U.S. F-35s Won’t Hit 80 Percent Mission Capable Goal Amid Spare Parts Supply Problems
The U.S. government’s official decision to kick Turkey out of the Joint Strike Fighter Program may exacerbate these issues.
Mark Esper, the nominee to become the next U.S. Secretary of Defense, has told Congress that F-35 Joint Strike Fighter fleets across the U.S. Air Force, Marine Corps, and Navy fleets will not reach an 80 percent mission capable rate goal by the end of the present fiscal year. Esper said that the main reasons for this were difficulties in sourcing spare parts and distributing them to units in a timely manner.
His revelations come as the Pentagon moves ahead with efforts to find alternate suppliers for certain components for the stealthy fighters to fill the gaps left by the Turkish government, and the country's defense contractors by extension, getting kicked out of the F-35 program over its purchase of Russian-made S-400 air defense systems. This is a process that will cost the U.S. military between $500 and $600 million and the Pentagon is already raiding budgets specifically set aside for spare parts to help pay for it.
“Transparency (canopy) supply shortages continue to be the main obstacle to achieving this [readiness target]," Esper said in a written response to a question from the Senate Armed Services Committee, according to Breaking Defense. "We are seeking additional sources to fix unserviceable canopies."
The Senate Armed Services Committee held a nomination hearing for Esper on July 16, 2019. The United States has been without a formal Secretary of Defense since James Mattis resigned in December 2018. Then-Deputy Defense Secretary Patrick Shanahan subsequently became Acting Secretary of Defense and looked set to become Secretary of Defense until controversial details regarding his personal life emerged publicly in June 2019, after which he withdrew from the confirmation process.
In September 2018, Mattis had issued a memorandum demanding that the Air Force, Marines, and Navy do their utmost to get the mission-capable rates of their Joint Strike Fighter fleets up to at least 80 percent by the end of the next fiscal year. He also asked the Air Force to work on getting its F-16 Viper fighter jets and F-22 Raptor stealth fighters to this same readiness level. The Navy received the same instructions with regards to its F/A-18E/F Super Hornets and that service, along with the Marine Corps, got the same marching orders for its F/A-18 Hornets, too.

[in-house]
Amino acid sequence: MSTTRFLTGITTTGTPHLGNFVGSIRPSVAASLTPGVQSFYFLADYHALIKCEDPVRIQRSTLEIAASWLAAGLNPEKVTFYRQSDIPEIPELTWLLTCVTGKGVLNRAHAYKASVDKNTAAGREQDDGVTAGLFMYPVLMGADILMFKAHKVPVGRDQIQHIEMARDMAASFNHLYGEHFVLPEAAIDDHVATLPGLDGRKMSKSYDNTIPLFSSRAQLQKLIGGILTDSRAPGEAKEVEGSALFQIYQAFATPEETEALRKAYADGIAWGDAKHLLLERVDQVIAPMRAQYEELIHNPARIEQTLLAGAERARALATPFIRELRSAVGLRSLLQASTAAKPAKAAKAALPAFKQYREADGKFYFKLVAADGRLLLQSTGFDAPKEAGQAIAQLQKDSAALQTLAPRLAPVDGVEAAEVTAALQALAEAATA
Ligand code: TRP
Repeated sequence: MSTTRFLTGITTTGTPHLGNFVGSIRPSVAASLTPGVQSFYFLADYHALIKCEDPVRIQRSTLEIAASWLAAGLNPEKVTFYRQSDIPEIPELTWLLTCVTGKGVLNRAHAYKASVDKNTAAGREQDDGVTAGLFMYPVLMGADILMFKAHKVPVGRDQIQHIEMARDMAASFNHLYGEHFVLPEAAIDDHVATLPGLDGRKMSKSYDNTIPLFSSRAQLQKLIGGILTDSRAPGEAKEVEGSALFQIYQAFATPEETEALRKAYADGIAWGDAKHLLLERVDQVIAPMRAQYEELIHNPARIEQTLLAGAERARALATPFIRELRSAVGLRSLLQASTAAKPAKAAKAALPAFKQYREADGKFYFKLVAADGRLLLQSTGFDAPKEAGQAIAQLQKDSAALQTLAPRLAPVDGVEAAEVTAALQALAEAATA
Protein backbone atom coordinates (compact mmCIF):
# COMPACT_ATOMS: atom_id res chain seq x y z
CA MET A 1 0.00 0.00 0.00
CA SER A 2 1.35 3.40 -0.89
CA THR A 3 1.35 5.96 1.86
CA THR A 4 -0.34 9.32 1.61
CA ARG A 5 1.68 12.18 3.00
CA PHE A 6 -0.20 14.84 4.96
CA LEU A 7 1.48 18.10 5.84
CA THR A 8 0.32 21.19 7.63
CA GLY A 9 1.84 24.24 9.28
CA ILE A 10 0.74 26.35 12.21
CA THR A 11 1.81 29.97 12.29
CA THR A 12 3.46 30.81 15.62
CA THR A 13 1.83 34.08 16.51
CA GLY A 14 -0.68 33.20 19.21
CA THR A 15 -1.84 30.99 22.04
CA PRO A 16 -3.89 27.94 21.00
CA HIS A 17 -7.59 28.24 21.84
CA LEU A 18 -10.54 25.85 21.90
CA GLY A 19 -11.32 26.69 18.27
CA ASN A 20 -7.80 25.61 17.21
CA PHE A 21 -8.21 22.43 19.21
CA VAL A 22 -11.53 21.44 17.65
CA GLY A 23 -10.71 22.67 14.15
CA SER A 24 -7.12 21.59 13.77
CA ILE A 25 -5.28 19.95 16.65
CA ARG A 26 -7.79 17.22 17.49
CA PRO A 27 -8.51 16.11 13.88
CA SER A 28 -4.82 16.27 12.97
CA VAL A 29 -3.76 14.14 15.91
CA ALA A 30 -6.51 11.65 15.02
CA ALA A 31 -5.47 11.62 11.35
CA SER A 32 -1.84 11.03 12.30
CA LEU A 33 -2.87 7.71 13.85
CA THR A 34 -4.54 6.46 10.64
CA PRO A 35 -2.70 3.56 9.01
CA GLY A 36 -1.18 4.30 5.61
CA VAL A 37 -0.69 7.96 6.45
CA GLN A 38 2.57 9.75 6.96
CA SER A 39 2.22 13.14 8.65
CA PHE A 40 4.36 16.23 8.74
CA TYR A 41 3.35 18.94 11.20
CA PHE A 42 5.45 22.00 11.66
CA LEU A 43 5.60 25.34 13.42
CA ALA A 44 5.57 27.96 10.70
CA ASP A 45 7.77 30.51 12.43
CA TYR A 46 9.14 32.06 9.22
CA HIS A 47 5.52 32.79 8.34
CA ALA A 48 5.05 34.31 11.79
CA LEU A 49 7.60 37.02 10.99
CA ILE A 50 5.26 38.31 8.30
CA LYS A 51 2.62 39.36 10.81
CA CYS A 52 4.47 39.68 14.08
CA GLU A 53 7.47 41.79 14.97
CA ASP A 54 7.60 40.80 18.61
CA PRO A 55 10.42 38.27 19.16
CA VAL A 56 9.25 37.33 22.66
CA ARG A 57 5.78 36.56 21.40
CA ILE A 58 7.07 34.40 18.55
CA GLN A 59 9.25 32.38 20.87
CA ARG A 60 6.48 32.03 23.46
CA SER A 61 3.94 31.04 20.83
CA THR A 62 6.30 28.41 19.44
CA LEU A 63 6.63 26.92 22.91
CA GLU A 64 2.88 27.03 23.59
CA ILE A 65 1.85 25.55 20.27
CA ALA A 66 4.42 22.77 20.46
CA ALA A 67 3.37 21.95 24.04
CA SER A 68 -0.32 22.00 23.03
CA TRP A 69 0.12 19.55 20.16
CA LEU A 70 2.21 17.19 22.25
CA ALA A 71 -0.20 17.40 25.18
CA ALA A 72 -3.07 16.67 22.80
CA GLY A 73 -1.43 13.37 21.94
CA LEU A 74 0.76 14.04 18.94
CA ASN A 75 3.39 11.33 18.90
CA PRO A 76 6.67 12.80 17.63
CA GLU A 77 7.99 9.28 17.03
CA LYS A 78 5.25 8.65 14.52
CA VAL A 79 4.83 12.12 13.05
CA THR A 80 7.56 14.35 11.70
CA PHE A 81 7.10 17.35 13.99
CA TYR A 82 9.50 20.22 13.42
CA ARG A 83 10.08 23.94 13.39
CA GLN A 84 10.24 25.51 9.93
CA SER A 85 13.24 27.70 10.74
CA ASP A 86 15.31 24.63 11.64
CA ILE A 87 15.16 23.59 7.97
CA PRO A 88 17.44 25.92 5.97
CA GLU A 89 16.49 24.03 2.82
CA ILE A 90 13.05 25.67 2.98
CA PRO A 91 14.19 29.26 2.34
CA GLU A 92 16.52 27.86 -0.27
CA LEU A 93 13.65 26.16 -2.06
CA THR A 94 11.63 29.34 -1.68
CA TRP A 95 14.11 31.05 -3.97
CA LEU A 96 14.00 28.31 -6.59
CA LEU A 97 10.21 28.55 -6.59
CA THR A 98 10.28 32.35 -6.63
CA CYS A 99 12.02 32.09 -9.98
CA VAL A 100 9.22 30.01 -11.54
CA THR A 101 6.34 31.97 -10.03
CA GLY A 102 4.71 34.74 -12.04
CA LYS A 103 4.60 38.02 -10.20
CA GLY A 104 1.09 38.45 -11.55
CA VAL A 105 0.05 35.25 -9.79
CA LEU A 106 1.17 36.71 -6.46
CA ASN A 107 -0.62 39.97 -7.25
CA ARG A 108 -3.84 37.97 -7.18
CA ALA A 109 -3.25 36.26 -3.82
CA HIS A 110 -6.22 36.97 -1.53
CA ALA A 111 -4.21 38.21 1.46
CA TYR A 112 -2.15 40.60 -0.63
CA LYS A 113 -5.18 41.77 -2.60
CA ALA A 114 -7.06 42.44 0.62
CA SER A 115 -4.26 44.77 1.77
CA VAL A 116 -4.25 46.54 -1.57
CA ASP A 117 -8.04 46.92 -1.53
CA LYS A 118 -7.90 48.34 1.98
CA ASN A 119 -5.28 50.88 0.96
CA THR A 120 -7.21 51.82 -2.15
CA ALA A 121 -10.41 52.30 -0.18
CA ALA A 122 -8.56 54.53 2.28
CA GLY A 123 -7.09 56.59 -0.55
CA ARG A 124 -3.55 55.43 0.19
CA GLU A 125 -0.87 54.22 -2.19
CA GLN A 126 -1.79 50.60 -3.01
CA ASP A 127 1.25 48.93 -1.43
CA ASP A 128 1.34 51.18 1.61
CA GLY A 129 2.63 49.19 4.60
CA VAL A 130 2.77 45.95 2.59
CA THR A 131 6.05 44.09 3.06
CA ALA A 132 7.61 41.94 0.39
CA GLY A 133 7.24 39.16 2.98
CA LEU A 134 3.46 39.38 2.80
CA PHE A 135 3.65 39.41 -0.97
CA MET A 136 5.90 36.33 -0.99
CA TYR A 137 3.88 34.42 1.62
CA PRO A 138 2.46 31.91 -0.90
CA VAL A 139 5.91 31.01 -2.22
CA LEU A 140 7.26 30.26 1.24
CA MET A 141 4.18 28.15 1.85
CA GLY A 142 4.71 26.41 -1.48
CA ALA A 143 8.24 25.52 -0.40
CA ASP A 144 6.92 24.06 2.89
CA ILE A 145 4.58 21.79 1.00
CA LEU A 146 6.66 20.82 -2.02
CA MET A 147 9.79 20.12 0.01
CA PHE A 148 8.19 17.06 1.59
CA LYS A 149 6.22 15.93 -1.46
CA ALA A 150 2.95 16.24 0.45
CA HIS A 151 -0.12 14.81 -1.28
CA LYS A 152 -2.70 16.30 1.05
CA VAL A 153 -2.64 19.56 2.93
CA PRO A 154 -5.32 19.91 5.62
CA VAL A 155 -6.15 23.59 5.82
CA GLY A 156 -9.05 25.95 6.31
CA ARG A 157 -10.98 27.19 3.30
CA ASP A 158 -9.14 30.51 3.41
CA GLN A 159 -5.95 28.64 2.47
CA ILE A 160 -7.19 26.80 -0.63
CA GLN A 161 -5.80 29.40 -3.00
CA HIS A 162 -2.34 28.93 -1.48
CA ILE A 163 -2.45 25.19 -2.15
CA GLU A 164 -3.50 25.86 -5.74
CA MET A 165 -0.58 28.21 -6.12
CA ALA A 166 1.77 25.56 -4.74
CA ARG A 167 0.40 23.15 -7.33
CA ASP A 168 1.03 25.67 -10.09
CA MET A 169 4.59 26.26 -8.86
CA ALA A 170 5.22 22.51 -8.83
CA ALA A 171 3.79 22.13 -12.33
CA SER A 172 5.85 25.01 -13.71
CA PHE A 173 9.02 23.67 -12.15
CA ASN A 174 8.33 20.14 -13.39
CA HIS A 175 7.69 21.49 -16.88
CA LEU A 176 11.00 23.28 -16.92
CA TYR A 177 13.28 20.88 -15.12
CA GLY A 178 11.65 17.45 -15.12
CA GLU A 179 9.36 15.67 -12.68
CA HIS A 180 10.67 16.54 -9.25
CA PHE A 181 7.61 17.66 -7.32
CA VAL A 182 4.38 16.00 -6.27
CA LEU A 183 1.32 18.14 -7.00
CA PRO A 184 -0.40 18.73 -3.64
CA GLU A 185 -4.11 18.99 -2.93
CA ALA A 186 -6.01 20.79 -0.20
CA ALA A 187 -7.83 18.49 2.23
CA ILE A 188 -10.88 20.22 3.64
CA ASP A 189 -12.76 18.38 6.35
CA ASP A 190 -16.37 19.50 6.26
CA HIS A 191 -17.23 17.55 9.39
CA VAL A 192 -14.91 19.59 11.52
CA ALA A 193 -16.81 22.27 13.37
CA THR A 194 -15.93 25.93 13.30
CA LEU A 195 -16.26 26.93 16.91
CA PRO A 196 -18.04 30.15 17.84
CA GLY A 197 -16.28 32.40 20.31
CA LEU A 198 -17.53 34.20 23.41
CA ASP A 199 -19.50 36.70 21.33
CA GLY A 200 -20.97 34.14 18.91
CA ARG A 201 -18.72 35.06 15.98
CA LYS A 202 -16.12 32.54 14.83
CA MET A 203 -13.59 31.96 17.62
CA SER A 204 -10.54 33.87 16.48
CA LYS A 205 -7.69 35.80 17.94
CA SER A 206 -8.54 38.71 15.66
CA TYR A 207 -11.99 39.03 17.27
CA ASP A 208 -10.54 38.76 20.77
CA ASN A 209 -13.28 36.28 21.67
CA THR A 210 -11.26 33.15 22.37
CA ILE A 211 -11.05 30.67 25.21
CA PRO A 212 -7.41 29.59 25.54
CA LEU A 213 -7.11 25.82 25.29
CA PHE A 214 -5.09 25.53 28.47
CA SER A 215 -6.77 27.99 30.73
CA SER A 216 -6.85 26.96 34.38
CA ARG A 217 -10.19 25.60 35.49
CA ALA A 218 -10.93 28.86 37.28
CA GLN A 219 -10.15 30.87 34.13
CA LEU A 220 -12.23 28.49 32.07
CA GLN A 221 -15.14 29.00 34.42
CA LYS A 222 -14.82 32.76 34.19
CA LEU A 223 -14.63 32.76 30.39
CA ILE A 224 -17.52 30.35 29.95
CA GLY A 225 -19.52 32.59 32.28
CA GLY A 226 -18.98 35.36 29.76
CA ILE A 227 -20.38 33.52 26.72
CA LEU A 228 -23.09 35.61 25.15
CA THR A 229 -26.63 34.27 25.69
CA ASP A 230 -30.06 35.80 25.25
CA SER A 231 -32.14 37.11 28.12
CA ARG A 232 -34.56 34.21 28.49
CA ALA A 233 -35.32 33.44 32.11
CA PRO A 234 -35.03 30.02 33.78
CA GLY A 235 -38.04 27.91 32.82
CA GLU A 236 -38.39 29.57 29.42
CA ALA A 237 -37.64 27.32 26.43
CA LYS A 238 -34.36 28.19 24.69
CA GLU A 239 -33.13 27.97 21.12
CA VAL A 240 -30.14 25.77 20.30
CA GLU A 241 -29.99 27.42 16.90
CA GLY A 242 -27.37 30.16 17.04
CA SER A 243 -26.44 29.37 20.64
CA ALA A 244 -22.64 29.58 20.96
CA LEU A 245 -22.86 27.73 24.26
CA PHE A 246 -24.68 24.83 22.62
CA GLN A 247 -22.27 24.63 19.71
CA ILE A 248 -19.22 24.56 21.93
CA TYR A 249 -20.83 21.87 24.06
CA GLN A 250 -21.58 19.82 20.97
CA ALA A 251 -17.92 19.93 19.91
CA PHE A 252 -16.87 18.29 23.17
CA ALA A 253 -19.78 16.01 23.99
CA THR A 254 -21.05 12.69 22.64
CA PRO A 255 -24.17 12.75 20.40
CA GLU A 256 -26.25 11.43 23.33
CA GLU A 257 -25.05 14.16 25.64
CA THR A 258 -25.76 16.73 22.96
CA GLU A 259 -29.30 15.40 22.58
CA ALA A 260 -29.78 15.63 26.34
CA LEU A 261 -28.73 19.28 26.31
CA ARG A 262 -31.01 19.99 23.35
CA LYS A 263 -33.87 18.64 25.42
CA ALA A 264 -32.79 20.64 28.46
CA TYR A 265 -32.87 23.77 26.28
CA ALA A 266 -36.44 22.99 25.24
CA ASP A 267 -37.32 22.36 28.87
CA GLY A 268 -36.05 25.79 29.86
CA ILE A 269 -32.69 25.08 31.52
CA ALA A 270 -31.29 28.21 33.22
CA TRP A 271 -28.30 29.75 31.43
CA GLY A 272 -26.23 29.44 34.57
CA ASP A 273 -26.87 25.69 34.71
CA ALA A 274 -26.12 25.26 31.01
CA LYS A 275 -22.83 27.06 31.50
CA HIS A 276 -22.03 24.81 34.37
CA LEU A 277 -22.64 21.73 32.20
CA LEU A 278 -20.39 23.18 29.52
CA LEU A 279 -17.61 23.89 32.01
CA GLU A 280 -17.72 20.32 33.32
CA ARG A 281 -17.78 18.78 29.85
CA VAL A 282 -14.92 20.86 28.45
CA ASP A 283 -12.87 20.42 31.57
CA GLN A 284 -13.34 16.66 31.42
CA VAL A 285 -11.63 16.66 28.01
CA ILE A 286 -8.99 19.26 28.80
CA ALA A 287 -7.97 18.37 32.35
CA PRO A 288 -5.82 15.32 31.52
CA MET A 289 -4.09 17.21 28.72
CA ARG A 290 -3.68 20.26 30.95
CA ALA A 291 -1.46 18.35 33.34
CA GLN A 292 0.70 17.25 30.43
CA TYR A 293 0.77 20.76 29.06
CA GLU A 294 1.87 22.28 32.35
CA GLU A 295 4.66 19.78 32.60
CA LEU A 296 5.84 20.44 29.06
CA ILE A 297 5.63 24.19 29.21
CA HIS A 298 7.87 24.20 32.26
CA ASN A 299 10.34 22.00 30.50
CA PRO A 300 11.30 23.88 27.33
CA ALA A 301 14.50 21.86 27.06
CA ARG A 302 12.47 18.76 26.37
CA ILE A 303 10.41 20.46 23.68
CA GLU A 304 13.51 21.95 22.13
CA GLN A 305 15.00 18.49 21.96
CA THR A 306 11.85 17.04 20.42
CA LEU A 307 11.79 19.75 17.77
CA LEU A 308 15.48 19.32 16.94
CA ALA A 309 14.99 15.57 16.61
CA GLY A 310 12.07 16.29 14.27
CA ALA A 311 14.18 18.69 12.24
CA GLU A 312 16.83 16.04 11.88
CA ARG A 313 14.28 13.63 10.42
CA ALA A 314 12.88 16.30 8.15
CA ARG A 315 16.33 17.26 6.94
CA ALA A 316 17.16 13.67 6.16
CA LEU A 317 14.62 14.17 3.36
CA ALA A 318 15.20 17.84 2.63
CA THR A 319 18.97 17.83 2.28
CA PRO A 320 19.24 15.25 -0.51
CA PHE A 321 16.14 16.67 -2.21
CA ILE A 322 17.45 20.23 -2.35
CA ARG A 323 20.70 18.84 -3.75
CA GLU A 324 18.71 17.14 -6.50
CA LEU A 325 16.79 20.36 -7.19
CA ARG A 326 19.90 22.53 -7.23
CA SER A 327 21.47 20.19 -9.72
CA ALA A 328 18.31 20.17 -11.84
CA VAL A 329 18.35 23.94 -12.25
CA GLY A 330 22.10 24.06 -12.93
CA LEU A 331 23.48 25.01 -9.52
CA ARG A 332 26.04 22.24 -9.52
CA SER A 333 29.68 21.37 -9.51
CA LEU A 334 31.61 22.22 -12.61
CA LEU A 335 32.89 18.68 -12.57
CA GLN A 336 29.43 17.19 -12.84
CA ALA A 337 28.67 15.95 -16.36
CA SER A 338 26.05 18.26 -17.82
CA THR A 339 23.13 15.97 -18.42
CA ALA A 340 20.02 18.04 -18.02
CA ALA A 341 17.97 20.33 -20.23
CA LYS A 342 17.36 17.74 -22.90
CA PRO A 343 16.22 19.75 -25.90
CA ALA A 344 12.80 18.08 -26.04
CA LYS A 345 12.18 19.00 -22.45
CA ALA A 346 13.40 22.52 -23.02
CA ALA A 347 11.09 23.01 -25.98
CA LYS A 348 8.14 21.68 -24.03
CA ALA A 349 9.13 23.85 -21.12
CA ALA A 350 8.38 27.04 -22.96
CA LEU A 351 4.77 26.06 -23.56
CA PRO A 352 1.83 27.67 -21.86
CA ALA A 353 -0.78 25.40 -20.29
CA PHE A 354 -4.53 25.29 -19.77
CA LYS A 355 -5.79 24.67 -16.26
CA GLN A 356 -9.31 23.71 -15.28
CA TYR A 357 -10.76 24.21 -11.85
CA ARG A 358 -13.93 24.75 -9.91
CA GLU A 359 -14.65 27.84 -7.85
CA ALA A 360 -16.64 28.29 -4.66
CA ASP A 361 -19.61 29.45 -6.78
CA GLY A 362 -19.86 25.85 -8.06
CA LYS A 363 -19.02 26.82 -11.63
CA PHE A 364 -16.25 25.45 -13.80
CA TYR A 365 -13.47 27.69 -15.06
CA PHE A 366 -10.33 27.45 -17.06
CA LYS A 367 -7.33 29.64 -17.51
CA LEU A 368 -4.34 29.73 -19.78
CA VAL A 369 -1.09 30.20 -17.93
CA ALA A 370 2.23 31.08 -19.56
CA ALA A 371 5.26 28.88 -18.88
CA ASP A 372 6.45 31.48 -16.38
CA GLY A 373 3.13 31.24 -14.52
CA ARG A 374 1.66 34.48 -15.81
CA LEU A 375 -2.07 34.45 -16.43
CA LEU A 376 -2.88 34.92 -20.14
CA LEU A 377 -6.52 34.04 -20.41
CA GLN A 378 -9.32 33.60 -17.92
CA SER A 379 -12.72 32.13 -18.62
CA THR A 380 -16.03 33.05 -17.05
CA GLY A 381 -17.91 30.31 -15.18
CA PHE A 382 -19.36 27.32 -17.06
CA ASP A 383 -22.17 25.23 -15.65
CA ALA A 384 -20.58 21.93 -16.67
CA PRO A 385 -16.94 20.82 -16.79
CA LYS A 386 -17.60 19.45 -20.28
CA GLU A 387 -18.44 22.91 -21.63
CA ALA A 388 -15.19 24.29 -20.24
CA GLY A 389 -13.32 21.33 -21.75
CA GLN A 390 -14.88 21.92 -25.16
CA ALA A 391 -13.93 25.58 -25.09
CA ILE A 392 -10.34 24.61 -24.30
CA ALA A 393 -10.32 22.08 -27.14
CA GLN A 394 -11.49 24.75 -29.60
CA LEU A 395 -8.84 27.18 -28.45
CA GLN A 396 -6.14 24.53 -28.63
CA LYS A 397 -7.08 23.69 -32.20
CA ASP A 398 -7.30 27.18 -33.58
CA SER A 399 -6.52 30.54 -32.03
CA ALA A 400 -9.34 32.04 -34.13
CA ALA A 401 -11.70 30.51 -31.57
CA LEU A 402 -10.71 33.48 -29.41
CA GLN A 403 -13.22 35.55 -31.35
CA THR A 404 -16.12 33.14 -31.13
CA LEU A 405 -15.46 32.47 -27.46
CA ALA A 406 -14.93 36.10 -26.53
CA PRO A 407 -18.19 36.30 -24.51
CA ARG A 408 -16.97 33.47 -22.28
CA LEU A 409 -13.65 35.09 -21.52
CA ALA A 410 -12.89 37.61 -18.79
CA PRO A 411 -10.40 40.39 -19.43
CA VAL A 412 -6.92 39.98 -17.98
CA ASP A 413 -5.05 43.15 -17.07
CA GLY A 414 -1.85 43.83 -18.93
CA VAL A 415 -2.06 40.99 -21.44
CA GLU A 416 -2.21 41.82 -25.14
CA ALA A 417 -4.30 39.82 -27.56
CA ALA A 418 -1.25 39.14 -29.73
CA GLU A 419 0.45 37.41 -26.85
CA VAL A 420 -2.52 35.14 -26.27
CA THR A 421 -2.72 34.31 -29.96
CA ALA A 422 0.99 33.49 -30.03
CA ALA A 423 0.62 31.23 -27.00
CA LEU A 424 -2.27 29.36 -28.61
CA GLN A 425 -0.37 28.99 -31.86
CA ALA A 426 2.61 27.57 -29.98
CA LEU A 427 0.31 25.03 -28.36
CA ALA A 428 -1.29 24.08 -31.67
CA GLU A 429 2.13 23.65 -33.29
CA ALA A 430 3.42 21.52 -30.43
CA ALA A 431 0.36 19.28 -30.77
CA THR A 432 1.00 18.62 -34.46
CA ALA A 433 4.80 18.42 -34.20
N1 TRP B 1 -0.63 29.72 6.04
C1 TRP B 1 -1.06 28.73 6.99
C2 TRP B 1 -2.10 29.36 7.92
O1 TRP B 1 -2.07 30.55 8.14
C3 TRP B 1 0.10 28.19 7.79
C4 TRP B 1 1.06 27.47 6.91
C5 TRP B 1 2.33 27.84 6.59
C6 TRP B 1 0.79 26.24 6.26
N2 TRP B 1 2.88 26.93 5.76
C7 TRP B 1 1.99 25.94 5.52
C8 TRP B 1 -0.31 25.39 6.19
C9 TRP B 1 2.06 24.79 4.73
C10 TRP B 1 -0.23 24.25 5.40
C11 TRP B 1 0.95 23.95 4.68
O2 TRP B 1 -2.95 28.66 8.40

Fiscal Year 2019 ends on Sept. 30, 2019. The Air Force has already acknowledged that the F-22 will also not meet Mattis' readiness goal by that time, though its F-16s will, according to Breaking Defense. In April 2019, the Navy said it was getting close to the target with its Super Hornets. The status of the legacy Hornet fleets, which have also suffered from very low availability in recent years, is unclear. In 2018, the Navy decided to transfer 136 F/A-18s, which the service was already planning to divest, to the Marine Corps to help that service improve the readiness rates of its Hornet units.
Esper's admission that the F-35s will not reach the 80 percent mission capable rate by the end of September is not necessarily surprising, nor is the assertion that spare parts issues are the key factors. Official data made public earlier this year showed that Air Force, Marine, and Navy Joint Strike Fighter fleets continued to struggle with dismally low availability rates as recently as the end of last year.
Between May and November 2018, just the lack of spares and problems with getting available parts to units in need left F-35s across the U.S. military unable to fly at all 30 percent of the time on average, according to a report the Government Accountability Office (GAO) released in April 2019. That same report also specifically noted the canopy problem that Esper highlighted in his response to the Senate Armed Services Committee.
"DOD found that the special coating on the F-35 canopy that enables the aircraft to maintain its stealth failed more frequently than expected, and that the manufacturer could not produce enough canopies to meet demands," GAO's review of F-35 "supply chain challenges" explained. "To address these challenges, the program is looking for additional manufacturing sources for the canopy and is considering design changes."